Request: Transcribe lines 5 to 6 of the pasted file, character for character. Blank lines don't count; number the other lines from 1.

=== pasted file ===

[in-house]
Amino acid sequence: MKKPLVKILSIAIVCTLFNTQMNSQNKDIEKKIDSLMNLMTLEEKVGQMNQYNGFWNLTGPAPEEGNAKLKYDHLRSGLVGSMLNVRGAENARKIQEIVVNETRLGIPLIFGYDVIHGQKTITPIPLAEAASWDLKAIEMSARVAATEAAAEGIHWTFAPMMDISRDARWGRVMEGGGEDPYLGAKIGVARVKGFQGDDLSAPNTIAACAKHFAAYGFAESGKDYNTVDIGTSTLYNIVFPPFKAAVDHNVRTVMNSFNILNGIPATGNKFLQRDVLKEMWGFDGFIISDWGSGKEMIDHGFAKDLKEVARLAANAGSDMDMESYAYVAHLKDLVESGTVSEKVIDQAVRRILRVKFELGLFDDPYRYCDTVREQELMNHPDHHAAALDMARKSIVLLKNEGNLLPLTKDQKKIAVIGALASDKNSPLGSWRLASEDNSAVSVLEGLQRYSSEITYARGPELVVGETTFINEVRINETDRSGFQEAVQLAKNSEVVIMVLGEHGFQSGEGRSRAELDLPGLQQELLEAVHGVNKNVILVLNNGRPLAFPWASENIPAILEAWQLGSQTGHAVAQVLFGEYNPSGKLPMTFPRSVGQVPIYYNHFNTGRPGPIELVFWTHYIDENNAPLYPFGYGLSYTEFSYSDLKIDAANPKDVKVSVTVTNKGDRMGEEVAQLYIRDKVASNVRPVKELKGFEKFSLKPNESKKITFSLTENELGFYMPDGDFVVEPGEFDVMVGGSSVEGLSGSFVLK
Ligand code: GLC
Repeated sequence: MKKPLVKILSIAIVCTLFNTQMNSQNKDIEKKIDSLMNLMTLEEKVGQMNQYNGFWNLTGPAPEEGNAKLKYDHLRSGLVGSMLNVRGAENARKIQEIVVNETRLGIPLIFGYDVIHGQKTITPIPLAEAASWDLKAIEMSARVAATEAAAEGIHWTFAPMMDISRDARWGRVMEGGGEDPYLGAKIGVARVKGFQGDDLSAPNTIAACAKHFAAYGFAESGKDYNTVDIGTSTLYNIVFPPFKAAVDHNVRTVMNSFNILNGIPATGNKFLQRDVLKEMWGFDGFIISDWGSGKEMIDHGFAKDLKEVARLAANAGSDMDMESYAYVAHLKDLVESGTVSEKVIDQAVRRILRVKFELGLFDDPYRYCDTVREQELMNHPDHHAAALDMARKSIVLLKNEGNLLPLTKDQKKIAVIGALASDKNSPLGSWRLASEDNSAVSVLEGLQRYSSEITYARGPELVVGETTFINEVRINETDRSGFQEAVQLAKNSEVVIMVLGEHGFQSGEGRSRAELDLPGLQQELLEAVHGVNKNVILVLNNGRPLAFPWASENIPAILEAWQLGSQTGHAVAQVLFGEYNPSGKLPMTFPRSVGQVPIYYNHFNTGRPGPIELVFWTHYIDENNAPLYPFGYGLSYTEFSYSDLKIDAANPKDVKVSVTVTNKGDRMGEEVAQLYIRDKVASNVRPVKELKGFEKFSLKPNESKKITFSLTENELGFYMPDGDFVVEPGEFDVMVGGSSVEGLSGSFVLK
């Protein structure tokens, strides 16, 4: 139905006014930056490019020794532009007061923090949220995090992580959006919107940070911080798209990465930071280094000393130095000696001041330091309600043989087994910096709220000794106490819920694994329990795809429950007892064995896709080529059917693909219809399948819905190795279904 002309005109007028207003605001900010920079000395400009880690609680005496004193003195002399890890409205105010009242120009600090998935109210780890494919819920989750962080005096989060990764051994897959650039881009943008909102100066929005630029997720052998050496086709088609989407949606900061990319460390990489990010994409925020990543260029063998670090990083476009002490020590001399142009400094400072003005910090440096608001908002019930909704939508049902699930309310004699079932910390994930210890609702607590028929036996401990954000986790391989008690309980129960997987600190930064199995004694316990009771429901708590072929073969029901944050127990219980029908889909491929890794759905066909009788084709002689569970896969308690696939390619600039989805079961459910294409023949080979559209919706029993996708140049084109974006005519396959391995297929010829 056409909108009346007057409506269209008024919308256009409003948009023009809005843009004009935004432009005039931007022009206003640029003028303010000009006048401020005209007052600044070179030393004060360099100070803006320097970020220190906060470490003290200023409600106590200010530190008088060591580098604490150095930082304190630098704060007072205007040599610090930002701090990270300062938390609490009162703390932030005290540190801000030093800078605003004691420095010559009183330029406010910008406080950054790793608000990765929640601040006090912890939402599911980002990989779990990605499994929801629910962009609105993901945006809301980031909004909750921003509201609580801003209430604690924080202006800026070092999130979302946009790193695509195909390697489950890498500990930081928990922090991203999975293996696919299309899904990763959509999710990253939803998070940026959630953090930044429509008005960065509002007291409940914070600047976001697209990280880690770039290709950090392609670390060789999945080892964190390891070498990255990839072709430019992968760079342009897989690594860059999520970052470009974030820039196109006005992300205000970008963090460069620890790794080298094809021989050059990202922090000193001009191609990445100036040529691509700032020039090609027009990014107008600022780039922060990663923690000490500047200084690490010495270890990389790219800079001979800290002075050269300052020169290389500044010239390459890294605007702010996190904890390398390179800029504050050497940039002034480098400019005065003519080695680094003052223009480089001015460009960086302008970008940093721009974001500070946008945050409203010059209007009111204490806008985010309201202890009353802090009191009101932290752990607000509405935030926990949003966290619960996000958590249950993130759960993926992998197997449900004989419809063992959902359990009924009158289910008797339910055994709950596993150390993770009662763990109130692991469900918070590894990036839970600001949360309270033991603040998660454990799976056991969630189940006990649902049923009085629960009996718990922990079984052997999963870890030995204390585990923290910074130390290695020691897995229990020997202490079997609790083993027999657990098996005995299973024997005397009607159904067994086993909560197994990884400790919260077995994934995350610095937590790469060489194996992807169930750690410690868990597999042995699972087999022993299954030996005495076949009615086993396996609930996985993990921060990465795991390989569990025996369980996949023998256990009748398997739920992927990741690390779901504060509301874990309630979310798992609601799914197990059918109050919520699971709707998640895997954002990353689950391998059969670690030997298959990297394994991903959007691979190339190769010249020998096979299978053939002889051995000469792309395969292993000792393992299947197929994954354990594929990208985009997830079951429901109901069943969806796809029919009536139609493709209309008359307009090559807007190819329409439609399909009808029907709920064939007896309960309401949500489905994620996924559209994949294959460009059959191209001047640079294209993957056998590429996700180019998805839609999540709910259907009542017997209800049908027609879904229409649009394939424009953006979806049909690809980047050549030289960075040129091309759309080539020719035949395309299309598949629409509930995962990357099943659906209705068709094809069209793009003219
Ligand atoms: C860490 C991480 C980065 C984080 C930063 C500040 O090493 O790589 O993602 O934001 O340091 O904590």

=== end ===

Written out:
């Protein structure tokens, strides 16, 4: 139905006014930056490019020794532009007061923090949220995090992580959006919107940070911080798209990465930071280094000393130095000696001041330091309600043989087994910096709220000794106490819920694994329990795809429950007892064995896709080529059917693909219809399948819905190795279904 002309005109007028207003605001900010920079000395400009880690609680005496004193003195002399890890409205105010009242120009600090998935109210780890494919819920989750962080005096989060990764051994897959650039881009943008909102100066929005630029997720052998050496086709088609989407949606900061990319460390990489990010994409925020990543260029063998670090990083476009002490020590001399142009400094400072003005910090440096608001908002019930909704939508049902699930309310004699079932910390994930210890609702607590028929036996401990954000986790391989008690309980129960997987600190930064199995004694316990009771429901708590072929073969029901944050127990219980029908889909491929890794759905066909009788084709002689569970896969308690696939390619600039989805079961459910294409023949080979559209919706029993996708140049084109974006005519396959391995297929010829 056409909108009346007057409506269209008024919308256009409003948009023009809005843009004009935004432009005039931007022009206003640029003028303010000009006048401020005209007052600044070179030393004060360099100070803006320097970020220190906060470490003290200023409600106590200010530190008088060591580098604490150095930082304190630098704060007072205007040599610090930002701090990270300062938390609490009162703390932030005290540190801000030093800078605003004691420095010559009183330029406010910008406080950054790793608000990765929640601040006090912890939402599911980002990989779990990605499994929801629910962009609105993901945006809301980031909004909750921003509201609580801003209430604690924080202006800026070092999130979302946009790193695509195909390697489950890498500990930081928990922090991203999975293996696919299309899904990763959509999710990253939803998070940026959630953090930044429509008005960065509002007291409940914070600047976001697209990280880690770039290709950090392609670390060789999945080892964190390891070498990255990839072709430019992968760079342009897989690594860059999520970052470009974030820039196109006005992300205000970008963090460069620890790794080298094809021989050059990202922090000193001009191609990445100036040529691509700032020039090609027009990014107008600022780039922060990663923690000490500047200084690490010495270890990389790219800079001979800290002075050269300052020169290389500044010239390459890294605007702010996190904890390398390179800029504050050497940039002034480098400019005065003519080695680094003052223009480089001015460009960086302008970008940093721009974001500070946008945050409203010059209007009111204490806008985010309201202890009353802090009191009101932290752990607000509405935030926990949003966290619960996000958590249950993130759960993926992998197997449900004989419809063992959902359990009924009158289910008797339910055994709950596993150390993770009662763990109130692991469900918070590894990036839970600001949360309270033991603040998660454990799976056991969630189940006990649902049923009085629960009996718990922990079984052997999963870890030995204390585990923290910074130390290695020691897995229990020997202490079997609790083993027999657990098996005995299973024997005397009607159904067994086993909560197994990884400790919260077995994934995350610095937590790469060489194996992807169930750690410690868990597999042995699972087999022993299954030996005495076949009615086993396996609930996985993990921060990465795991390989569990025996369980996949023998256990009748398997739920992927990741690390779901504060509301874990309630979310798992609601799914197990059918109050919520699971709707998640895997954002990353689950391998059969670690030997298959990297394994991903959007691979190339190769010249020998096979299978053939002889051995000469792309395969292993000792393992299947197929994954354990594929990208985009997830079951429901109901069943969806796809029919009536139609493709209309008359307009090559807007190819329409439609399909009808029907709920064939007896309960309401949500489905994620996924559209994949294959460009059959191209001047640079294209993957056998590429996700180019998805839609999540709910259907009542017997209800049908027609879904229409649009394939424009953006979806049909690809980047050549030289960075040129091309759309080539020719035949395309299309598949629409509930995962990357099943659906209705068709094809069209793009003219
Ligand atoms: C860490 C991480 C980065 C984080 C930063 C500040 O090493 O790589 O993602 O934001 O340091 O904590």